By staff reporter LU RUCAI
The Great Wall has been synonymous with China since travelers and adventurers first spoke of the Middle Kingdom to the rest of the world.
The absence of mention of the Great Wall in the famous travelogue, The Travels of Marco Polo, is a main reason to doubt its veracity. Later visitors unfailingly referred to this ancient Chinese engineering feat. The 16th century Portuguese writer Fernauo Mendes Pinto, for instance, commented on the governmental practice of sending prisoners to build the Great Wall. The Spanish missionary Juan Gonzalez de Mendoza also spoke of, "the Great Wall that is 500 leagues long" (1 league = 4.8 kilometers) in his The History of the Great and Mighty Kingdom of China (1585 edition), clearly stating, "the emperor who ordered its building was Qinshihuang." Ferdinand Verbiest (1623～1688), a Belgian missionary resident in China for more than 20 years, remarked that the combined seven wonders of the world could not compare to the Great Wall, and that descriptions published in Europe failed to convey its true magnificence.
As greater numbers of missionaries and envoys visited China from the 16th century onwards, its image in the West became inextricably linked with the Great Wall. By the 18th century era of enlightenment it had become the ultimate symbol of both China and the Chinese civilization. Mendoza and Voltaire regarded the Wall as an aspect of China's strength; others later perceived it as a sign of weakness. But the Western fascination with the Great Wall has never abated.
The Great Wall was designated a UNESCO World Heritage site in 1987, and voted one of the new Seven Wonders of the World in July 2007.
Despite its fame and glory, only 2,000 kilometers or so of the 6,500-kilometer-long Great Wall still stands. Its rate of conservation is outpaced by organic erosion and human damage.
Premier Wen Jiabao signed a State Council decree on October 11, 2006 enforcing the Regulations on the Protection of the Great Wall as of December 1, placing its protection on a legal basis. The conservation of this ancient Chinese engineering feat is now the common concern of the government, NGOs and everyday citizens of China.
Ancient and Contemporary Changes to the Great Wall
By staff reporter LU RUCAI
A survey among influential statesmen and entrepreneurs from 50 countries in connection with the 2008 Beijing Olympic Games, headed by Feng Huiling, vice president of the Renmin University of China, confirms that the Great Wall is still the main sightseeing priority of visitors to China.
How Long Is the Great Wall?
"Most people associate the Great Wall with Badaling," says Dong Yaohui who, as vice-president of the China Great Wall Society, is an authority on the subject. "Construction of the wall began during the Spring and Autumn Periods more than 2,000 years ago, and continued through to the Ming Dynasty (1368-1644). Its total length exceeds 6,500 kilometers." Badaling is just one 3.47-kilometer section of the Ming Dynasty Great wall currently open to tourists, a length that will double in time for the 2008 Olympics.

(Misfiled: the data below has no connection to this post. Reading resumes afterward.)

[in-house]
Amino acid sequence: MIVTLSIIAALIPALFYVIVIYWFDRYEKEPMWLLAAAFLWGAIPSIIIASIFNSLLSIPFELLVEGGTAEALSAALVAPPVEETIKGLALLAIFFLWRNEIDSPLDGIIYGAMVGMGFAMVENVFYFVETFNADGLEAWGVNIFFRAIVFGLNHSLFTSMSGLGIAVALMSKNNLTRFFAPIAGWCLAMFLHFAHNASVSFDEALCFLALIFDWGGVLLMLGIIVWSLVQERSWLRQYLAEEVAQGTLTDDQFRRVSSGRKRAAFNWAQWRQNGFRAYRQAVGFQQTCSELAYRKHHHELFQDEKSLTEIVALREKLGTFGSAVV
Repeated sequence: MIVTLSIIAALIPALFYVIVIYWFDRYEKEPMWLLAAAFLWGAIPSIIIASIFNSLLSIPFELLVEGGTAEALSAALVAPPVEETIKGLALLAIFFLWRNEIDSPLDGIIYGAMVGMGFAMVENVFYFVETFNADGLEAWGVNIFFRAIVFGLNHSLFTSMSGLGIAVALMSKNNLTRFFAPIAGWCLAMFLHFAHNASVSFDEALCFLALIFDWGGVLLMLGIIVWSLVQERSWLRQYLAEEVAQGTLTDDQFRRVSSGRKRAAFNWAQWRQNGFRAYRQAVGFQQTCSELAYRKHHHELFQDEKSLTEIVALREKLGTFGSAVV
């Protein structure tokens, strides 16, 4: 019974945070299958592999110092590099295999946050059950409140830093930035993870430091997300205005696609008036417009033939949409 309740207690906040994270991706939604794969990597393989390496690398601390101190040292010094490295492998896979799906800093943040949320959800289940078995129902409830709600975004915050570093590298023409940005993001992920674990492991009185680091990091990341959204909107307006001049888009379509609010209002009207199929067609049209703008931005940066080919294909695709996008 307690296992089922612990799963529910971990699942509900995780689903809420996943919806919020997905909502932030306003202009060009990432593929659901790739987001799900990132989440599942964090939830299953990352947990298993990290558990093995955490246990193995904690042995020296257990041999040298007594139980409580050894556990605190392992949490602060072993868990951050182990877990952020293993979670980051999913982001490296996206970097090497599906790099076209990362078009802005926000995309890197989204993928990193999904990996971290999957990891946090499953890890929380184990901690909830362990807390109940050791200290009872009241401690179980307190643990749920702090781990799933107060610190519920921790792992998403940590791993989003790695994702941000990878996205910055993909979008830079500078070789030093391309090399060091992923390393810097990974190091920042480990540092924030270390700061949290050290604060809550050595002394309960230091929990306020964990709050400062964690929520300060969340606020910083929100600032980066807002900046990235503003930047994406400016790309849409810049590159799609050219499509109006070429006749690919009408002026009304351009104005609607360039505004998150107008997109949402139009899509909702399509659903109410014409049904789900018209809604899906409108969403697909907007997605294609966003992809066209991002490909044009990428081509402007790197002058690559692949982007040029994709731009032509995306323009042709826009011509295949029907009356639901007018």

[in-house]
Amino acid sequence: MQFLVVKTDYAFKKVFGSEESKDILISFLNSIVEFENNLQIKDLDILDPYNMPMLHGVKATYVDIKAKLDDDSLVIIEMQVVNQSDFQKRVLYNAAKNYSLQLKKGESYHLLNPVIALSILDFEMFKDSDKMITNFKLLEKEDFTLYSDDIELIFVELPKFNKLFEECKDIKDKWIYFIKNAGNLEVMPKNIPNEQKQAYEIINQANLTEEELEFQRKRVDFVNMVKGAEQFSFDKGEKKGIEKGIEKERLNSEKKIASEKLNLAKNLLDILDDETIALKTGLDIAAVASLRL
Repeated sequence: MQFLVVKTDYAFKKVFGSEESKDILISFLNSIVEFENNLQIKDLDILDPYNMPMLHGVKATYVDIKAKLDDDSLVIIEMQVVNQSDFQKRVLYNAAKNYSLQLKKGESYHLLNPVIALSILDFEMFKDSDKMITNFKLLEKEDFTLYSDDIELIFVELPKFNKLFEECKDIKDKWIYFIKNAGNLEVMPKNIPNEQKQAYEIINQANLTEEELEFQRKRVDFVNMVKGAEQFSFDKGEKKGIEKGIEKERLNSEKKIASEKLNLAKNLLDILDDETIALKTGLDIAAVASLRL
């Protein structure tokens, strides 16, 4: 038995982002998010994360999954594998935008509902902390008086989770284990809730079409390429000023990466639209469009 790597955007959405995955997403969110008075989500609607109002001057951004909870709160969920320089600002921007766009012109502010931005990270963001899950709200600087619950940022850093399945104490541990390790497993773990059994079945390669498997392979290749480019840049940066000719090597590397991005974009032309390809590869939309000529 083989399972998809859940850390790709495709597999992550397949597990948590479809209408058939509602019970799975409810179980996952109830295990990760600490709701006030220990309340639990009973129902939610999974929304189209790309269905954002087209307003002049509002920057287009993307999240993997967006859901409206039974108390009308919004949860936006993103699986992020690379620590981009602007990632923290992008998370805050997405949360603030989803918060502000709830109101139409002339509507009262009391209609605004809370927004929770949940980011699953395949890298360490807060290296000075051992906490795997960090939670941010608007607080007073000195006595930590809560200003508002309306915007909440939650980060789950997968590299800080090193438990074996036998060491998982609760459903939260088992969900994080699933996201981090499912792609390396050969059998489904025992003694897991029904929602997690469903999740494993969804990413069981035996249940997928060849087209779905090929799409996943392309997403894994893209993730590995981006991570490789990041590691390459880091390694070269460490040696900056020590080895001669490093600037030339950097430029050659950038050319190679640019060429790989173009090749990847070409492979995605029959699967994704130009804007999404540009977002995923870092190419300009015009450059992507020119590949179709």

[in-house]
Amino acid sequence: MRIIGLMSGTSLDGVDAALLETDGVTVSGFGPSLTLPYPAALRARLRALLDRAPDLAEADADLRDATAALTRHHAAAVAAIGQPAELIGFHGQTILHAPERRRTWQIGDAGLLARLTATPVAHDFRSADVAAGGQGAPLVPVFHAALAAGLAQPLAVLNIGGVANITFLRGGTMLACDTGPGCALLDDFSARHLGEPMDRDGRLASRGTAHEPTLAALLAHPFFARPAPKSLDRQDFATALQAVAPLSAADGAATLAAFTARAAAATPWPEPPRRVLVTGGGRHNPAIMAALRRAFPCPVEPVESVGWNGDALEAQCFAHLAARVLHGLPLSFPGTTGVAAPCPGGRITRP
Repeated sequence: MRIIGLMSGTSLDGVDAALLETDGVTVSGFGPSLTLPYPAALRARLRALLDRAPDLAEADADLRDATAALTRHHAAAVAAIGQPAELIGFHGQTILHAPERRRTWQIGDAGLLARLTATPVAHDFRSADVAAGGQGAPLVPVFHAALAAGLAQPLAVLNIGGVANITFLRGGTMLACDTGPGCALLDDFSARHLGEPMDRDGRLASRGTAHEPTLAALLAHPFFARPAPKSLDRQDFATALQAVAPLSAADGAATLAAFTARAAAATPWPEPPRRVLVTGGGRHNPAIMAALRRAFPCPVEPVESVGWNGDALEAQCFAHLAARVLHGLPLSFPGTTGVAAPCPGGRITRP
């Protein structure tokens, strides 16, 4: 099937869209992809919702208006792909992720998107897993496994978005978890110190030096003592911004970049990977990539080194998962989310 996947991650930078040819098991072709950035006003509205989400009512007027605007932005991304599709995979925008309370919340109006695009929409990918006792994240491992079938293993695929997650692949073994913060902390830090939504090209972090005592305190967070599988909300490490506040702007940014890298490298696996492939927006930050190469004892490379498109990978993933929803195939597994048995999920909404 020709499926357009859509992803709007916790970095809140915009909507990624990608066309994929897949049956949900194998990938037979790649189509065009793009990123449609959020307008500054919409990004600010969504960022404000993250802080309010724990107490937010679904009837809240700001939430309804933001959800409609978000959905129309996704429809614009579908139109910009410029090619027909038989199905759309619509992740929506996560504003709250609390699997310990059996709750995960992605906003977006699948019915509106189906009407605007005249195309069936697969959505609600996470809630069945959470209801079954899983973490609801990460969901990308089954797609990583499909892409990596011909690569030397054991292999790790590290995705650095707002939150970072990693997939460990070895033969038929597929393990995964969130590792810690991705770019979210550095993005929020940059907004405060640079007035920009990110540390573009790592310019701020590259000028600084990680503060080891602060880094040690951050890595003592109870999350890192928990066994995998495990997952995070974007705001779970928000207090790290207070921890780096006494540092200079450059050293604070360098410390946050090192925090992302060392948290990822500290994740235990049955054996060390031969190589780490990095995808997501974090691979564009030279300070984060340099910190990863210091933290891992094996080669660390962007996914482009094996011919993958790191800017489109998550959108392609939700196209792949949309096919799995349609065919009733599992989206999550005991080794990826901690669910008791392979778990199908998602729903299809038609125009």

Building of the Great Wall was initiated by the southern State of Chu in the 7th century B.C., when China was in a state of anarchy as numerous independently ruled vassal states vied for power. The aim of the Wall was to strengthen defense of the local regime. The State of Qi and others in the north took similar defensive action. After Qinshihuang united the country and established the Qin Dynasty in 221 BC, the defensive walls built by former northern vassal states were linked. Its total 5,000 kilometer length extended from Liaoning in Northeast China to Gansu's Minxian in Northwest China. Today, just a few sections of the Qin Dynasty Great Wall still stand in northern Datong in Shanxi Province, western Minxian County in Gansu Province and Guyang in Inner Mongolia Autonomous Region.
Construction of the Great Wall continued during the ten dynasties succeeding the Qin, that on the largest scale during the Han (260 BC - AD 220) and Ming dynasties. The total length of the Han Dynasty Great Wall exceeded 10,000 kilometers, and was around 6,000 kilometers in the Ming Dynasty, according to research.
Most of the Great Wall still standing was built more than 600 years ago, in the Ming Dynasty. The length within the Beijing boundary, including the well-preserved sections of Badaling, Simatai and Mutianyu, extends for 629 kilometers.
No matter how solidly it may have been built, the Great Wall, like everything else, has a life span," says Zhou Youma, deputy secretary general of the China Great Wall Society. "Its ‘quality guarantee period' was 50 years, according to Ming Dynasty standards. If any problems occurred within that time, the officer in charge of its construction was punished. Today, even the most recently constructed sections of the Great Wall have a history of 300 to 400 years, which is why their condition is fragile."
Zhou confirms that the Great Wall is extremely vulnerable to erosion, whose pace far outstrips that of restoration.
For War or Peace?
The Great Wall of China by Franz Kafka (1883-1924) is an imaginative description of this ancient project that raises the points, "With this method of construction (section by section) many large gaps arose;" "there are said to be gaps which have never been filled in at all." It then asks, "The wall was conceived as a protection against the people of the north, as was commonly announced and universally known. But how can protection be provided by a wall which is not built continuously?"
As vice-president Dong Yaohui of the China Great Wall Society remarks, "Military defense is generally considered to have been the aim of the Great Wall. But it actually performed a peaceful rather than warlike function." Dong acted as guide to former US president Bill Clinton and current US president George W. Bush. Both presidents were keen to know why so much manpower, material and funds had been expended on this massive, yet apparently incomplete, defense project throughout the centuries. Dong explains, "The Great Wall was a means of reconciling China's nomadic and farming economies. Clashes between the Han and nomadic communities occurred throughout Chinese history. Nomadic ethnic groups north of the Great Wall, such as the Qin and Han Dynasty Huns and Ming Dynasty Mongols, sought pastures for their horses, cattle and sheep. They coveted land in the Central Plains areas that had been settled by Han farmers. Nomad sheep and cattle ruined painstakingly cultivated Han crops, and farmers retaliated by slaughtering nomad livestock. "